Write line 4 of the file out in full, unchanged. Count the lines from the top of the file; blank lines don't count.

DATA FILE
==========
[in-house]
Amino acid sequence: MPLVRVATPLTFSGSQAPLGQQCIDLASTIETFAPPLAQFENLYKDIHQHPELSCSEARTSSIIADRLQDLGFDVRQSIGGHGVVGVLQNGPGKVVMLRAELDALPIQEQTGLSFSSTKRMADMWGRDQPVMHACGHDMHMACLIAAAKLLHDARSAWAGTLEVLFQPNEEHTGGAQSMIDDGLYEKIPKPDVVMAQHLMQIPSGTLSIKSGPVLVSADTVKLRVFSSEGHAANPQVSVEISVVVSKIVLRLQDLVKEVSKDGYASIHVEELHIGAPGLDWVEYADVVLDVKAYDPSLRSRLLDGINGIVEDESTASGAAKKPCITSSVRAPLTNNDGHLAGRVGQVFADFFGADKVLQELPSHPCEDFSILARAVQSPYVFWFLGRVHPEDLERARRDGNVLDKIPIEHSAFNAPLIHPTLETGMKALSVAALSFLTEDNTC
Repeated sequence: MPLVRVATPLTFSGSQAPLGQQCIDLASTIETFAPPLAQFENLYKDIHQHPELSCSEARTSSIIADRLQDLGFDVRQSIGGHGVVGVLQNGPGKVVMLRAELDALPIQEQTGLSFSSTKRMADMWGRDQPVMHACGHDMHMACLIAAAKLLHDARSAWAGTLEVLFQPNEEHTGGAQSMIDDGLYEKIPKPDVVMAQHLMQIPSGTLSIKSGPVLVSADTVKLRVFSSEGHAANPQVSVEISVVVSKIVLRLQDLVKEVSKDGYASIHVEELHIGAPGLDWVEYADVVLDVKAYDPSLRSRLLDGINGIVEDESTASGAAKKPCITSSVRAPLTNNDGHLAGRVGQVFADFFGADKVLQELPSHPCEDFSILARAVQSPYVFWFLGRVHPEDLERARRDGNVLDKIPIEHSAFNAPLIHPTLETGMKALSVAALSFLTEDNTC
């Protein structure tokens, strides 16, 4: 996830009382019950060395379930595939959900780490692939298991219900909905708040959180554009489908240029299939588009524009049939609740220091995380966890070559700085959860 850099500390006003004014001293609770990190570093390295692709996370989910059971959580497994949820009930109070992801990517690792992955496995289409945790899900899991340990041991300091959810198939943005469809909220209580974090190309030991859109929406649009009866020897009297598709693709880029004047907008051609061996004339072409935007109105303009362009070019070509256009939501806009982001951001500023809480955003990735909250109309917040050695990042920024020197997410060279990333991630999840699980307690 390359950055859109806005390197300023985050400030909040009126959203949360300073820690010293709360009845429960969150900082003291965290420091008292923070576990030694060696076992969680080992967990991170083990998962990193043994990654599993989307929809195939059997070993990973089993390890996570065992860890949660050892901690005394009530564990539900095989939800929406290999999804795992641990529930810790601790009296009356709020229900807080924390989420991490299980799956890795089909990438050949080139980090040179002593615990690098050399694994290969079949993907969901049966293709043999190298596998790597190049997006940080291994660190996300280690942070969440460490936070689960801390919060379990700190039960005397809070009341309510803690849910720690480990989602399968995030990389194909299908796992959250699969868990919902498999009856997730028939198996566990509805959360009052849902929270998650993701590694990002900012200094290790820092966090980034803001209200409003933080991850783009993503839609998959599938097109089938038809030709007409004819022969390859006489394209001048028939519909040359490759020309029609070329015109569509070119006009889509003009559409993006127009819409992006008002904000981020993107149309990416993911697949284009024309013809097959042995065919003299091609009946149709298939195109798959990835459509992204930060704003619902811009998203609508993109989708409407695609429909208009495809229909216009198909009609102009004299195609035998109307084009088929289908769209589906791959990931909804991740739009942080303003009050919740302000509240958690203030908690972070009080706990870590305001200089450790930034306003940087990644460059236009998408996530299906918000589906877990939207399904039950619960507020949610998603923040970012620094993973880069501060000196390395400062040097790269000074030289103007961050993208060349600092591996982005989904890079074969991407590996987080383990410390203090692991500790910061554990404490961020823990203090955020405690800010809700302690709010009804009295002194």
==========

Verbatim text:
């Protein structure tokens, strides 16, 4: 996830009382019950060395379930595939959900780490692939298991219900909905708040959180554009489908240029299939588009524009049939609740220091995380966890070559700085959860 850099500390006003004014001293609770990190570093390295692709996370989910059971959580497994949820009930109070992801990517690792992955496995289409945790899900899991340990041991300091959810198939943005469809909220209580974090190309030991859109929406649009009866020897009297598709693709880029004047907008051609061996004339072409935007109105303009362009070019070509256009939501806009982001951001500023809480955003990735909250109309917040050695990042920024020197997410060279990333991630999840699980307690 390359950055859109806005390197300023985050400030909040009126959203949360300073820690010293709360009845429960969150900082003291965290420091008292923070576990030694060696076992969680080992967990991170083990998962990193043994990654599993989307929809195939059997070993990973089993390890996570065992860890949660050892901690005394009530564990539900095989939800929406290999999804795992641990529930810790601790009296009356709020229900807080924390989420991490299980799956890795089909990438050949080139980090040179002593615990690098050399694994290969079949993907969901049966293709043999190298596998790597190049997006940080291994660190996300280690942070969440460490936070689960801390919060379990700190039960005397809070009341309510803690849910720690480990989602399968995030990389194909299908796992959250699969868990919902498999009856997730028939198996566990509805959360009052849902929270998650993701590694990002900012200094290790820092966090980034803001209200409003933080991850783009993503839609998959599938097109089938038809030709007409004819022969390859006489394209001048028939519909040359490759020309029609070329015109569509070119006009889509003009559409993006127009819409992006008002904000981020993107149309990416993911697949284009024309013809097959042995065919003299091609009946149709298939195109798959990835459509992204930060704003619902811009998203609508993109989708409407695609429909208009495809229909216009198909009609102009004299195609035998109307084009088929289908769209589906791959990931909804991740739009942080303003009050919740302000509240958690203030908690972070009080706990870590305001200089450790930034306003940087990644460059236009998408996530299906918000589906877990939207399904039950619960507020949610998603923040970012620094993973880069501060000196390395400062040097790269000074030289103007961050993208060349600092591996982005989904890079074969991407590996987080383990410390203090692991500790910061554990404490961020823990203090955020405690800010809700302690709010009804009295002194």